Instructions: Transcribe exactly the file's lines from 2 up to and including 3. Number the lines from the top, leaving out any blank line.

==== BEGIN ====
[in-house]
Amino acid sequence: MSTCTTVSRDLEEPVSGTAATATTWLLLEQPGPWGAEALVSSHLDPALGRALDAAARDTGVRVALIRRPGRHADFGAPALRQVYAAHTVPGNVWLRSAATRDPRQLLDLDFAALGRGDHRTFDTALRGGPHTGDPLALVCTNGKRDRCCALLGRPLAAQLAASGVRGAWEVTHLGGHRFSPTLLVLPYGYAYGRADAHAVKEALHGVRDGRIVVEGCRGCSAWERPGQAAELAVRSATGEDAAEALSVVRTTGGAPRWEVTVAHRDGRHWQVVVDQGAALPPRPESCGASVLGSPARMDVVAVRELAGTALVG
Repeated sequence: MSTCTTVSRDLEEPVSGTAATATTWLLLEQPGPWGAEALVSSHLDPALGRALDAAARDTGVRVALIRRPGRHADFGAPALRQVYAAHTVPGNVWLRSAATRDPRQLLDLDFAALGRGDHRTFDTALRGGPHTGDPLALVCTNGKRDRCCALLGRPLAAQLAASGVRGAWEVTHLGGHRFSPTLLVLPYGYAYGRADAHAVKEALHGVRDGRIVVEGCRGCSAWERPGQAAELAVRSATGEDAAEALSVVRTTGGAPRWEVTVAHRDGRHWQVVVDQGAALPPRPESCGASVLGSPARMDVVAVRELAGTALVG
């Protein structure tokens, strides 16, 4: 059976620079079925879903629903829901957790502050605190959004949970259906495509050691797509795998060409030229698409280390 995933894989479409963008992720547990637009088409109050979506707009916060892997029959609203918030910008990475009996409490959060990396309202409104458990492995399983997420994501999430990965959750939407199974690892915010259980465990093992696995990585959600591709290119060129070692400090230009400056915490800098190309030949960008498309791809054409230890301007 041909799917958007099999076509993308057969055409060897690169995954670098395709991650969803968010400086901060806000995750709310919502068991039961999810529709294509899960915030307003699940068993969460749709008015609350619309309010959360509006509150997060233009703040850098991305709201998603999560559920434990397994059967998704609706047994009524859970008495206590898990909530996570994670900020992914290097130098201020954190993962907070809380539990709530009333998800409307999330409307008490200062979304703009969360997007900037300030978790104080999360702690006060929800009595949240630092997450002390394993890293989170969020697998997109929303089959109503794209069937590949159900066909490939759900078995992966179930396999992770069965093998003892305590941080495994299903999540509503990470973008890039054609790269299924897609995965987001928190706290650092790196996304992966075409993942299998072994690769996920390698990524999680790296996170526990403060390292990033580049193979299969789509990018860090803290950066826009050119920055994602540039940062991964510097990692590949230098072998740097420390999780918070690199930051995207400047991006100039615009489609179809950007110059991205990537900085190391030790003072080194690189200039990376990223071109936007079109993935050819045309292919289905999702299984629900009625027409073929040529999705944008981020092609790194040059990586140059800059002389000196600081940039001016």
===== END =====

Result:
Amino acid sequence: MSTCTTVSRDLEEPVSGTAATATTWLLLEQPGPWGAEALVSSHLDPALGRALDAAARDTGVRVALIRRPGRHADFGAPALRQVYAAHTVPGNVWLRSAATRDPRQLLDLDFAALGRGDHRTFDTALRGGPHTGDPLALVCTNGKRDRCCALLGRPLAAQLAASGVRGAWEVTHLGGHRFSPTLLVLPYGYAYGRADAHAVKEALHGVRDGRIVVEGCRGCSAWERPGQAAELAVRSATGEDAAEALSVVRTTGGAPRWEVTVAHRDGRHWQVVVDQGAALPPRPESCGASVLGSPARMDVVAVRELAGTALVG
Repeated sequence: MSTCTTVSRDLEEPVSGTAATATTWLLLEQPGPWGAEALVSSHLDPALGRALDAAARDTGVRVALIRRPGRHADFGAPALRQVYAAHTVPGNVWLRSAATRDPRQLLDLDFAALGRGDHRTFDTALRGGPHTGDPLALVCTNGKRDRCCALLGRPLAAQLAASGVRGAWEVTHLGGHRFSPTLLVLPYGYAYGRADAHAVKEALHGVRDGRIVVEGCRGCSAWERPGQAAELAVRSATGEDAAEALSVVRTTGGAPRWEVTVAHRDGRHWQVVVDQGAALPPRPESCGASVLGSPARMDVVAVRELAGTALVG